I can only speak for myself. I’m not successful, maybe because I don’t feel from my gut that the work is going to live on beyond my life. I think in this system a photographer is under pressure to keep advertising himself or herself to make the work live, and there are also people who just need to do it on Facebook and stuff to make themselves feel better and validated, but what happens once the photographer stops to exist, does the work still exists? It’s about a long period for me.

And it’s more relevant today because works are dying a daily death. Every week you have a new star coming out, there are so many awards now. For me, most fizzle out a year or two after. I don’t know whether that is success, because they haven’t lasted, the works have died out, and some other new work has replaced it.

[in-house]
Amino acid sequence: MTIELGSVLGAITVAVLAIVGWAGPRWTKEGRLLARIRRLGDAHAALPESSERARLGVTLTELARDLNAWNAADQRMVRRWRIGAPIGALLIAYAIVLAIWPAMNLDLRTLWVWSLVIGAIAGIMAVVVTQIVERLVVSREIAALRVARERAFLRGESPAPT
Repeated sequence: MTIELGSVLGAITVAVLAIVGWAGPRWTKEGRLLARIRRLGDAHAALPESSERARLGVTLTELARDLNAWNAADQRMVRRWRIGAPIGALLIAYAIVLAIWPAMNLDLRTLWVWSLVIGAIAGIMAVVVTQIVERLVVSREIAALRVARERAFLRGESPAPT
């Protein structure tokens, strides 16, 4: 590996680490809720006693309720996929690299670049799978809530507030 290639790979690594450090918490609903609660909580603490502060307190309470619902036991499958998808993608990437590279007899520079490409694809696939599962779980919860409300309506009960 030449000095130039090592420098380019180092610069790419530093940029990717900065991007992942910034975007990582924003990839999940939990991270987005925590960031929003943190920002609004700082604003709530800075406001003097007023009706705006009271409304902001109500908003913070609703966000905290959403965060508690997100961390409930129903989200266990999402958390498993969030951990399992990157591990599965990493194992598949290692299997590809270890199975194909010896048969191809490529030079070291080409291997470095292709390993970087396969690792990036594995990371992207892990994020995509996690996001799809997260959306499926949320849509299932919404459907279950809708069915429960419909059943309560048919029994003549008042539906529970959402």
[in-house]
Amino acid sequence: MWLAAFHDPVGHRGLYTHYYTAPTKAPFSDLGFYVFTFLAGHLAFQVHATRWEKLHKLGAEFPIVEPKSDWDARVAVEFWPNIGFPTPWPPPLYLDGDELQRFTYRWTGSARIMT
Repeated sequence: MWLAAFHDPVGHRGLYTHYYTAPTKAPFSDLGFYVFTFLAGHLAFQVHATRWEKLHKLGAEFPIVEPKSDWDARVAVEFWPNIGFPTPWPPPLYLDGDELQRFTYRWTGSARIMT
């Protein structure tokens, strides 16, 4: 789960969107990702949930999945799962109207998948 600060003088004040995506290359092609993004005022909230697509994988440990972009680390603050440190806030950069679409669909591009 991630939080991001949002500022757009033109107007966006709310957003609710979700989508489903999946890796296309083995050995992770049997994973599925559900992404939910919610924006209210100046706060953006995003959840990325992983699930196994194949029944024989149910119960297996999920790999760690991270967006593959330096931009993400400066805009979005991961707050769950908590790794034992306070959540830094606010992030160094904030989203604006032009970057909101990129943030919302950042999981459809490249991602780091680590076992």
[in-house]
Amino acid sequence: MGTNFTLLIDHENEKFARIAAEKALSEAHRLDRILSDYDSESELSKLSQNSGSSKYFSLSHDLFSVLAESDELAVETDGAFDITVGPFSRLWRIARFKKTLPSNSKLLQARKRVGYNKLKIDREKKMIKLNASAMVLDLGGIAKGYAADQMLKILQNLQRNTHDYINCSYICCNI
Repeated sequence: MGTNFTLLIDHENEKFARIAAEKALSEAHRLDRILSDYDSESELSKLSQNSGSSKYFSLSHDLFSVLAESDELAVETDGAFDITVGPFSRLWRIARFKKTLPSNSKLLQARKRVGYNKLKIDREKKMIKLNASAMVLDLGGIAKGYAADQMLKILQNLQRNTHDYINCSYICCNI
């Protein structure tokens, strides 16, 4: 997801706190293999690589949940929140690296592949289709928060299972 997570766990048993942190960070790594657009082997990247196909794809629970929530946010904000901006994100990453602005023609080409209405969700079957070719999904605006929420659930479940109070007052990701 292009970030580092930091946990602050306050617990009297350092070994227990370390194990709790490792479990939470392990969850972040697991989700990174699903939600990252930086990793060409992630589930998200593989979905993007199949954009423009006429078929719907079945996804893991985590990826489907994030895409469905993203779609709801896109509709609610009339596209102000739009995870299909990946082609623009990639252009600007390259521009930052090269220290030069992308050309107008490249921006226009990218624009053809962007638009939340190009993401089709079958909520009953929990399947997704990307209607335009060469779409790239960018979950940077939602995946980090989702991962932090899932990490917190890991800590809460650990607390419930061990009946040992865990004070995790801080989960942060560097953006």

But then, when I look at some of the older photographers, who worked and struggled in isolation without any of the limelight… there’s something very special about the older works – and for me it’s more about their energy, not necessarily the aesthetics or genre, which I know these works have gone beyond, and as a young photographer, you can still connect to them.

I think in this system a photographer is under pressure to keep advertising himself or herself to make the work live… but what happens once the photographer stops to exist, does the work still exists? It’s about a long period for me.

– Sohrab Hura

Among young photographers, there can sometimes be an obsession to make a list of grants or awards they have ‘won’ because they believe this is the way to show that they have ‘succeeded’. If they do not provide this list, how else could they advertise themselves?